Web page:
NHI for Newborn of Foreign Parents


#1

Hello All,

Pardon me if I’m double posting, however, I couldn’t find this topic in my search. If the mods need to move this to Health please feel free, I just think the parents here might have some insight based on their experiences.

I hope to get some clarity on an point that seems to have been an issue in the past but I don’t know if it’s been resolved.

Foreign parents, with either an ARC or APRC, which have children born in Taiwan, are their newborns eligible for NHI?

If the newborns are eligible and which date or time does the NHI commence for them?

If there is any extra info I should know about this topic please feel free to inform.


#2

just ask your employer to put the kid in the NHI scheme - done!


#3

Sounds too easy.

I will ask thanks.


#4

I have not encountered this issue personally, so you’ll definitely have to check with the relevant authorities, but I have read in different forums that a child born of two foreign parents here in Taiwan is considered an “alien” for the first 6 months of his/her life, and is therefore not covered by the NHI during that period. This facebook group might be a good place to ask: https://www.facebook.com/groups/ForeignersForTaiwan/. It was originally created in support of children and spouses of foreign professionals, who face some crappy, discriminatory laws here - the people who run it could probably give you more info.
Good luck!


#5

I have read a similar post on Taiwanese
https://taiwanease.com/en/forums/national-health-insurance-newborn-with-foreign-parents-t11111.html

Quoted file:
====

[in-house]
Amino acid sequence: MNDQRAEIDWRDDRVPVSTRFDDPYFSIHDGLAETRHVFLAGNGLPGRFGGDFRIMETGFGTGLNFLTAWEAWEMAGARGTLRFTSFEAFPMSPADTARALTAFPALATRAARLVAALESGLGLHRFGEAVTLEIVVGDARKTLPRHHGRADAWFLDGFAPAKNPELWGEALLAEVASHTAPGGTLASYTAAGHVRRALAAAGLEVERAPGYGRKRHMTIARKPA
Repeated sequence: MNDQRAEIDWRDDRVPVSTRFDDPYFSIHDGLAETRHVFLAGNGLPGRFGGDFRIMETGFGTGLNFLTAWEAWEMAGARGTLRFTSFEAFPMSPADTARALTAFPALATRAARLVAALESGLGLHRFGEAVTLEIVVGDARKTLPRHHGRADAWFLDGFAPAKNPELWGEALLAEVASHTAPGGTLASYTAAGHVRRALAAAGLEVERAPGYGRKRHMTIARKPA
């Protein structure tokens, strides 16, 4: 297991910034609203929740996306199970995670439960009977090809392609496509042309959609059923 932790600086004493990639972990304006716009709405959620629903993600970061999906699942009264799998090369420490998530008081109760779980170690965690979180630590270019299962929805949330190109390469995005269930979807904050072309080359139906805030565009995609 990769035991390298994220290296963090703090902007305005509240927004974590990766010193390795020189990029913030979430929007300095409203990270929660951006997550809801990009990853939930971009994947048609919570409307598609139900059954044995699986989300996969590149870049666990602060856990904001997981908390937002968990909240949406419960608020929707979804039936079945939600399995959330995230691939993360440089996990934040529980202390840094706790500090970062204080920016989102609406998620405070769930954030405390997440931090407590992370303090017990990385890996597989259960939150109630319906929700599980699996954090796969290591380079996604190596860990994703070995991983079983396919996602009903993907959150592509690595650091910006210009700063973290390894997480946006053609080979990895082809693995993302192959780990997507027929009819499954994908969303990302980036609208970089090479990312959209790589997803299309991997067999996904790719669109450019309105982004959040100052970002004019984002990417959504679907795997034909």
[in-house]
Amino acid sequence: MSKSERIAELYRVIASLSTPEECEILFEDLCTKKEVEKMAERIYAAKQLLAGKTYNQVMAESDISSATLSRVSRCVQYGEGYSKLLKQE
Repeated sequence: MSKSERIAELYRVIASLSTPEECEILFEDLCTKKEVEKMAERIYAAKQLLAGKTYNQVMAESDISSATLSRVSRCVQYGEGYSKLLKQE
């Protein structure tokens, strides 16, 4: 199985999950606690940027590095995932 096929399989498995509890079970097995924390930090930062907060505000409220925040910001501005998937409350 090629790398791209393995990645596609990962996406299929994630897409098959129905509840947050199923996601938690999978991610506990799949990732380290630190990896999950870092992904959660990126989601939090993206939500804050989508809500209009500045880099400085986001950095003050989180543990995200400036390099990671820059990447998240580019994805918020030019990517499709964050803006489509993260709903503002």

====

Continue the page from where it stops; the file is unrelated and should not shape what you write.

However that thread seems a little old and there are mentions on it that the Executive Yuan was planning on changing it. I would like to assume by now the change has been made.

I will have to look at the FB group and check there, thanks.


#6

I have read a similar post on Taiwanese
https://taiwanease.com/en/forums/national-health-insurance-newborn-with-foreign-parents-t11111.html

However that thread seems a little old and there are mentions on it that the Executive Yuan was planning on changing it. I would like to assume by now the change has been made.

I will have to look at the FB group and check there, thanks.


#7

Unfortunately, children born to two foreign parents are not eligible for NHI until they have resided in the country for six months. So six months after birth, as long as they don’t leave the country during those six months. Although they are not supposed to, some small clinics will use the mother’s nhi for the first 60 days after birth because that’s how the local children are handled. Big hospitals know the actual rule, though, and will make you pay for everything.